Costs around running a business goes up every year, but when was the last time you decided to increase your prices ?
Many business owners and managers worry that if they were to increase prices, they would lose customers. However, customers will often be willing to pay a higher price if they are getting great value for their money.
A good way to increase your prices can be to bundle products or services together and offer the combined bundle at a price that offers value to the customer. For example, a phone contract might have a higher price but it may include a bundle such as unlimited calls and 20GB of data per month. The key is providing value to the customer.
Find a way to differentiate your offering. Perhaps you could offer new online services to your customers such as an online portal or an app. You could speed up processes so customers receive a more efficient product or service from your firm, compared to others. If you offer something that is seen to be the best in its class, that offers a benefit to your customers, you may be able to increase your prices.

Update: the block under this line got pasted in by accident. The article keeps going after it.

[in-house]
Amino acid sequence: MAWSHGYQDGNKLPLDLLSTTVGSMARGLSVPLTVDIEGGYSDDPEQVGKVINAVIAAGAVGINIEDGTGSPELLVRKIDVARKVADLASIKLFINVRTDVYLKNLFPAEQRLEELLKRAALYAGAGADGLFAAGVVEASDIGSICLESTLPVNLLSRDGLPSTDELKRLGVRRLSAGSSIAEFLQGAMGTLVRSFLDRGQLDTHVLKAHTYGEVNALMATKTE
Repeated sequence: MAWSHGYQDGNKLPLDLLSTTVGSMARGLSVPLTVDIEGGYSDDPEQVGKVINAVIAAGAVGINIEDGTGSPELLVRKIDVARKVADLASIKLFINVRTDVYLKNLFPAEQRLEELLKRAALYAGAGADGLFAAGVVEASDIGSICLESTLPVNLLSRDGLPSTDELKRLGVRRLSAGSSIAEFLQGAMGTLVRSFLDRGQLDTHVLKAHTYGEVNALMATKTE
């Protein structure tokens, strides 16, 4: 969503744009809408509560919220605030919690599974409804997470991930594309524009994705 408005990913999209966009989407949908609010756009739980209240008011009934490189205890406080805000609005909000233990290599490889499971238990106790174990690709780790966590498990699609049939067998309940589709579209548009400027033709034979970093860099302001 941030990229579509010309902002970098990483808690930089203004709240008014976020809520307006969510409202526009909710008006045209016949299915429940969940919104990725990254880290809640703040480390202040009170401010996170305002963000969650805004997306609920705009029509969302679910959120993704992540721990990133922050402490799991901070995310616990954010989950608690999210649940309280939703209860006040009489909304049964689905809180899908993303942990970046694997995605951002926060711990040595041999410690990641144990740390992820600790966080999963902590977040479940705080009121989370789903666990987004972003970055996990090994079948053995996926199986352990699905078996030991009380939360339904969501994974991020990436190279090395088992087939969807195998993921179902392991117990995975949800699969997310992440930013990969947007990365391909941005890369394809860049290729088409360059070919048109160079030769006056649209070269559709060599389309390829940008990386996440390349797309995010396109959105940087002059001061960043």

You can test a higher pricing strategy on new customers. Your existing customers might be resistant to a price increase but new clients will be unfamiliar with your pricing so they may accept the higher price if they feel that you offer more value to them than your competitors.
Communication is key…
If you do increase your prices for existing customers, you need to communicate well and explain clearly why you had to make the decision to increase your prices. Do your market research to make sure that your pricing isn’t completely out of line with competitors. If your business is not significantly different to the nearest competition, you may run the risk of losing clients.
Large sudden jumps in your prices will not go down well. Instead, introduce gradual increases such as 5% or 10% per year, depending on the type of business that you run. Everyone knows that the cost of doing business goes up each year. If you communicate with your customers, they may be more receptive to small increases.